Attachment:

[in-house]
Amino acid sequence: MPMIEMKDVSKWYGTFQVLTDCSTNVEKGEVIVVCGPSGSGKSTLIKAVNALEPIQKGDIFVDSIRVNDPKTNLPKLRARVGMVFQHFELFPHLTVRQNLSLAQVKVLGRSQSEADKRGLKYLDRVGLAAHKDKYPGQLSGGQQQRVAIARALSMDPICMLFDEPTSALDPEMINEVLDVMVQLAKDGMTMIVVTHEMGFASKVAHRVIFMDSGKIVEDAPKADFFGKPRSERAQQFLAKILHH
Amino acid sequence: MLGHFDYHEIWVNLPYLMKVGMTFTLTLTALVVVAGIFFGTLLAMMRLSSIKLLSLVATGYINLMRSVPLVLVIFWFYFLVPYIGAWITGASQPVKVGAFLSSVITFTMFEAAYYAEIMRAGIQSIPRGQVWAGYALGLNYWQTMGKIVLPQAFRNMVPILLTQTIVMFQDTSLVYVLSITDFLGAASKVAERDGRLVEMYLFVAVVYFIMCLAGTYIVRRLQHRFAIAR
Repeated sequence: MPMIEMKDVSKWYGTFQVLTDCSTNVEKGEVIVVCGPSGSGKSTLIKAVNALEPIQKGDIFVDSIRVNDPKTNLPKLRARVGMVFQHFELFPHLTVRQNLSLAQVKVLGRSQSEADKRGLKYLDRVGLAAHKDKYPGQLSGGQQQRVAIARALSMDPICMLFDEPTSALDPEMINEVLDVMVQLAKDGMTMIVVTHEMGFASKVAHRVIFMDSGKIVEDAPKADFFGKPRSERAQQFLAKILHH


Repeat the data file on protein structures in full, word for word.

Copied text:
[in-house]
Amino acid sequence: MPMIEMKDVSKWYGTFQVLTDCSTNVEKGEVIVVCGPSGSGKSTLIKAVNALEPIQKGDIFVDSIRVNDPKTNLPKLRARVGMVFQHFELFPHLTVRQNLSLAQVKVLGRSQSEADKRGLKYLDRVGLAAHKDKYPGQLSGGQQQRVAIARALSMDPICMLFDEPTSALDPEMINEVLDVMVQLAKDGMTMIVVTHEMGFASKVAHRVIFMDSGKIVEDAPKADFFGKPRSERAQQFLAKILHH
Amino acid sequence: MLGHFDYHEIWVNLPYLMKVGMTFTLTLTALVVVAGIFFGTLLAMMRLSSIKLLSLVATGYINLMRSVPLVLVIFWFYFLVPYIGAWITGASQPVKVGAFLSSVITFTMFEAAYYAEIMRAGIQSIPRGQVWAGYALGLNYWQTMGKIVLPQAFRNMVPILLTQTIVMFQDTSLVYVLSITDFLGAASKVAERDGRLVEMYLFVAVVYFIMCLAGTYIVRRLQHRFAIAR
Repeated sequence: MPMIEMKDVSKWYGTFQVLTDCSTNVEKGEVIVVCGPSGSGKSTLIKAVNALEPIQKGDIFVDSIRVNDPKTNLPKLRARVGMVFQHFELFPHLTVRQNLSLAQVKVLGRSQSEADKRGLKYLDRVGLAAHKDKYPGQLSGGQQQRVAIARALSMDPICMLFDEPTSALDPEMINEVLDVMVQLAKDGMTMIVVTHEMGFASKVAHRVIFMDSGKIVEDAPKADFFGKPRSERAQQFLAKILHH